Amid accusations of partisan politics for one seat, four people received legislative approval to sit on the University of Minnesota Board of Regents.
Steve Sviggum, a former House speaker, and business executive David McMillan were chosen to represent the 2nd and 8th Congressional Districts, respectively, and David Larson, a retired Cargill executive, was selected for a second term representing the 3rd Congressional District.
The controversy stemmed from the selection of Laura Brod, a former Republican representative, who was selected for the at-large seat over current regent Steven Hunter, the secretary/treasurer of the AFL-CIO. Brod and Sviggum were two of the three finalists recommended by the Regent Candidate Advisory Council for the 2nd District seat.
A Feb. 16 joint meeting of the House and Senate higher education committees recommended Sviggum represent the district. When it came time to vote for the at-large member, Sen. Claire Robling (R-Jordan) asked if it “was appropriate” to nominate someone else for the position. Senate President Michelle Fischbach (R-Paynesville), a meeting co-chair, said rules adopted by the joint committee permit a candidate for a specific seat to be eligible for any other position for which they are also eligible.
All Republicans then voted for Brod, while all DFLers voted for Hunter.
Rep. Joe Atkins (DFL-Inver Grove Heights) called it “the most overtly politicized vote that we have seen in 150 years of the University of Minnesota.”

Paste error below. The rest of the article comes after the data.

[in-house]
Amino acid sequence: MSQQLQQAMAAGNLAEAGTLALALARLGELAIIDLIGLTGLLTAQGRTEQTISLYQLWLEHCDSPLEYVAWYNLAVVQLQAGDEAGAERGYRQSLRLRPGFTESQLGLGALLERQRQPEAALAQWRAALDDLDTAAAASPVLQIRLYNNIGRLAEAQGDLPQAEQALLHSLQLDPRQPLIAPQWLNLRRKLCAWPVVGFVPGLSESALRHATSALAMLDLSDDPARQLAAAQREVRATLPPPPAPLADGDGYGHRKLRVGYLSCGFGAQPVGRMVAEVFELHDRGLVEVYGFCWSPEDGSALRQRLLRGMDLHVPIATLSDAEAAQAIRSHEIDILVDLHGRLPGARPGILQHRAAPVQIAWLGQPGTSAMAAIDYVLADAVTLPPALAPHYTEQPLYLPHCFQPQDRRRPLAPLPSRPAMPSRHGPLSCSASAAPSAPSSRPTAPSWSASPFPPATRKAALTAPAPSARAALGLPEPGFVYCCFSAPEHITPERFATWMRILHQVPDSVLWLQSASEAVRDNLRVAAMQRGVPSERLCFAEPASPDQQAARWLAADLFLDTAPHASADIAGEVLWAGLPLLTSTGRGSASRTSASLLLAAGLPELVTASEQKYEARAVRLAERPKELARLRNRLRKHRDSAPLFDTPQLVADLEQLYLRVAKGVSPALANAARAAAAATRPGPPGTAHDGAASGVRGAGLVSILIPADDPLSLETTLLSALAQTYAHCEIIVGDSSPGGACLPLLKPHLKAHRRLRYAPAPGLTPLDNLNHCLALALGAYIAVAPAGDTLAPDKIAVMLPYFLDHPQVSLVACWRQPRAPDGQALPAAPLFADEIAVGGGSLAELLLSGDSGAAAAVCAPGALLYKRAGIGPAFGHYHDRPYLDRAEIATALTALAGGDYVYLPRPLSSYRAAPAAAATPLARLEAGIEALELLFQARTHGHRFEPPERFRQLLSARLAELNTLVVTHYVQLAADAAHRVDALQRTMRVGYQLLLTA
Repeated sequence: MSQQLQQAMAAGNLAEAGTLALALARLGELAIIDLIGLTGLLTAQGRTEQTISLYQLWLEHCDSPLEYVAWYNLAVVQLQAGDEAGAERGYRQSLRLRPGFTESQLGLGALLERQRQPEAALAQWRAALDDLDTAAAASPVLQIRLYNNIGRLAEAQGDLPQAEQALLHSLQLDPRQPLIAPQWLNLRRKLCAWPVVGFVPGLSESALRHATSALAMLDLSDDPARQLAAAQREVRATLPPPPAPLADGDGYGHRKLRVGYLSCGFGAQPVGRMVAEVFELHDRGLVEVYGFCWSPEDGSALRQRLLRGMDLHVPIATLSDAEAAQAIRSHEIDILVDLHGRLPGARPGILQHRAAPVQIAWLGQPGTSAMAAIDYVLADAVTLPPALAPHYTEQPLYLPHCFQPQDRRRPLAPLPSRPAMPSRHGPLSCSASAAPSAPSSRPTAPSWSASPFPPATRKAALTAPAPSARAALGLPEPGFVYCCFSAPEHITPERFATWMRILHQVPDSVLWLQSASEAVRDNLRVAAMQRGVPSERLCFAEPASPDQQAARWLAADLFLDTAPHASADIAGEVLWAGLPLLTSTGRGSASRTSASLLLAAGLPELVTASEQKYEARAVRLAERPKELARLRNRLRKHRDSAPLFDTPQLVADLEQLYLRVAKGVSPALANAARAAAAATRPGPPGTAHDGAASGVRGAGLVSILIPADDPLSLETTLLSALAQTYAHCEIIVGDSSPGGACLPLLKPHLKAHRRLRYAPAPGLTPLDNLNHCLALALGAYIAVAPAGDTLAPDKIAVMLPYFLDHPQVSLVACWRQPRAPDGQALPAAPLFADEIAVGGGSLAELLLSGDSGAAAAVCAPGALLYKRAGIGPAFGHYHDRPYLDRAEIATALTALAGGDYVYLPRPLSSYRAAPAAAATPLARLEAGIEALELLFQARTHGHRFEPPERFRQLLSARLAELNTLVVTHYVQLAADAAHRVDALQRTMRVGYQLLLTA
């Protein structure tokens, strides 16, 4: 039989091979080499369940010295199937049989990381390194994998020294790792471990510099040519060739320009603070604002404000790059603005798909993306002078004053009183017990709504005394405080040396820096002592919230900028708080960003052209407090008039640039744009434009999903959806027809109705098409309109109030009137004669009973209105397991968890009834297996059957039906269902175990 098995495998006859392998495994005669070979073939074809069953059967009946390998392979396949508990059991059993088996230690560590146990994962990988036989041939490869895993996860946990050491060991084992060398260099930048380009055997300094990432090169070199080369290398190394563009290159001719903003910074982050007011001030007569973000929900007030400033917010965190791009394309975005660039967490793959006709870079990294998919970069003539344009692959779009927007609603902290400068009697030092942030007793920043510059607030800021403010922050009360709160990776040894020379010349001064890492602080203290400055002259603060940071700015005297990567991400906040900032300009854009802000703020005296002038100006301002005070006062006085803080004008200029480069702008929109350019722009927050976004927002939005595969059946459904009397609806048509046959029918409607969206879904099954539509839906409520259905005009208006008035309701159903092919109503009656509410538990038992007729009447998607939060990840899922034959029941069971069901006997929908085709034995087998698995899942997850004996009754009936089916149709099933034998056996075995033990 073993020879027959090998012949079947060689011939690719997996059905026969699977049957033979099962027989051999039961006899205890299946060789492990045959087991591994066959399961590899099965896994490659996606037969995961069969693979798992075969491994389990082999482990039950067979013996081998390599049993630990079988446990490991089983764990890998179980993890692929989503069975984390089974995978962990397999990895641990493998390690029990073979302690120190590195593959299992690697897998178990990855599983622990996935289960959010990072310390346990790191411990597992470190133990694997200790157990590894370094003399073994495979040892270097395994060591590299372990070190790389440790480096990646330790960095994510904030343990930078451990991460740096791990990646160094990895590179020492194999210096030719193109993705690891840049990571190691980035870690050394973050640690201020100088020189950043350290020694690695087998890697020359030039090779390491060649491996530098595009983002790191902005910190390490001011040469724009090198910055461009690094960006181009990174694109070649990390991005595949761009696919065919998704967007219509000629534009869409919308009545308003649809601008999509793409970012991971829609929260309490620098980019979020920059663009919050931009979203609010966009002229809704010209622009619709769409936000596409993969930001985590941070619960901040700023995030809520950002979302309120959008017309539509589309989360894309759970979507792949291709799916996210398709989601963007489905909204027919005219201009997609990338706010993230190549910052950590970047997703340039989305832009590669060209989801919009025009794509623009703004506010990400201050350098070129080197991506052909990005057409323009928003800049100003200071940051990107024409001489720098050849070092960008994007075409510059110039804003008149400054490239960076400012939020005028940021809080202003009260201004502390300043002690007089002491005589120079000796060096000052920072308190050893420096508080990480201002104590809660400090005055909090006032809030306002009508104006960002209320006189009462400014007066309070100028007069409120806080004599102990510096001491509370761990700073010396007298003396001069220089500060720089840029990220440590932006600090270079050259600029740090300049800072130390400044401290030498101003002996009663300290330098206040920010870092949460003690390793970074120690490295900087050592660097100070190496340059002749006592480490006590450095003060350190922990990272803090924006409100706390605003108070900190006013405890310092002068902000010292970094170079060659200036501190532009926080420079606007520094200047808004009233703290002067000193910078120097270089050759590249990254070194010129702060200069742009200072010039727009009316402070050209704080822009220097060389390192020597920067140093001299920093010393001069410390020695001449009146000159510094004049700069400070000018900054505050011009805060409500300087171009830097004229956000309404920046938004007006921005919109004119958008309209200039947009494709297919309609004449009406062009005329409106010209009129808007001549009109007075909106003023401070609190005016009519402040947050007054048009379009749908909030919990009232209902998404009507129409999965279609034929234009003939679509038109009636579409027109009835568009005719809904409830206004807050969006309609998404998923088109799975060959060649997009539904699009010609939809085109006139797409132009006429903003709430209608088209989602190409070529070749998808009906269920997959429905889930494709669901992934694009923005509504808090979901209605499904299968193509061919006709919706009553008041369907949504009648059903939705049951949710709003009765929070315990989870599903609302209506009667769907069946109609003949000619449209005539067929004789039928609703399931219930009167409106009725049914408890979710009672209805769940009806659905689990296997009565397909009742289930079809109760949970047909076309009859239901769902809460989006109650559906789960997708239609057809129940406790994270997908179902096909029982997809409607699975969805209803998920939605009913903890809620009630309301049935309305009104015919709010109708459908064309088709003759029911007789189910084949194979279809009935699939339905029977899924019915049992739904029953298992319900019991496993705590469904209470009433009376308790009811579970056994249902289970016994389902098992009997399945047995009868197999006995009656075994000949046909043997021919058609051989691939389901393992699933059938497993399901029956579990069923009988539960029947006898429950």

When the Legislature got together, a motion by House Minority Leader Paul Thissen (DFL-Mpls) to move the recommendations back to the joint committee was defeated 105-87.
“A process that installed a politician who didn’t even apply for the position over the incumbent labor regent who has a strong record of service on the board – a candidate that received bipartisan support in the last election and about whom no questions of performance were raised – does not reflect what is best for our state,” he said.
House Majority Leader Matt Dean (R-Dellwood) noted Brod’s application included check marks for both the congressional seat and the at-large position.
In nominating Hunter, Rep. Tom Rukavina (DFL-Virginia) said there has almost always been labor representation on the Board of Regents. “Don’t turn back a tradition … don’t slap working people in the face,” he pleaded.
The only governmental body in the state whose members are elected by the Legislature is the university’s governing body. It is comprised of 12 members who serve staggered six-year terms without pay. By law, one regent is selected from each of the state’s eight congressional districts and four serve at-large.